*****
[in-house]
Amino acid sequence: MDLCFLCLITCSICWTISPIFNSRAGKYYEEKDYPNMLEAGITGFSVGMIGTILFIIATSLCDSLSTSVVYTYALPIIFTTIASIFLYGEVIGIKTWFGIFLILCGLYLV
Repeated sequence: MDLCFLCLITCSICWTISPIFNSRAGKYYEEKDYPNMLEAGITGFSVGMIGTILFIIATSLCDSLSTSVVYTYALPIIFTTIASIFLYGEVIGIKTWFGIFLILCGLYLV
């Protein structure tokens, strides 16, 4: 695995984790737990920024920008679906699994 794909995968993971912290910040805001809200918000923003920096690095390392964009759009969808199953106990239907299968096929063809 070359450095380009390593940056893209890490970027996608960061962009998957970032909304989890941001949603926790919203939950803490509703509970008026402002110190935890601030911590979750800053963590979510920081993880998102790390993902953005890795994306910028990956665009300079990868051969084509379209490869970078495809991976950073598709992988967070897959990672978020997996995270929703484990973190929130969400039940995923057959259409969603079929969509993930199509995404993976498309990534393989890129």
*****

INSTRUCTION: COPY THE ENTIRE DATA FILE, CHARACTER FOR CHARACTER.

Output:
[in-house]
Amino acid sequence: MDLCFLCLITCSICWTISPIFNSRAGKYYEEKDYPNMLEAGITGFSVGMIGTILFIIATSLCDSLSTSVVYTYALPIIFTTIASIFLYGEVIGIKTWFGIFLILCGLYLV
Repeated sequence: MDLCFLCLITCSICWTISPIFNSRAGKYYEEKDYPNMLEAGITGFSVGMIGTILFIIATSLCDSLSTSVVYTYALPIIFTTIASIFLYGEVIGIKTWFGIFLILCGLYLV
């Protein structure tokens, strides 16, 4: 695995984790737990920024920008679906699994 794909995968993971912290910040805001809200918000923003920096690095390392964009759009969808199953106990239907299968096929063809 070359450095380009390593940056893209890490970027996608960061962009998957970032909304989890941001949603926790919203939950803490509703509970008026402002110190935890601030911590979750800053963590979510920081993880998102790390993902953005890795994306910028990956665009300079990868051969084509379209490869970078495809991976950073598709992988967070897959990672978020997996995270929703484990973190929130969400039940995923057959259409969603079929969509993930199509995404993976498309990534393989890129």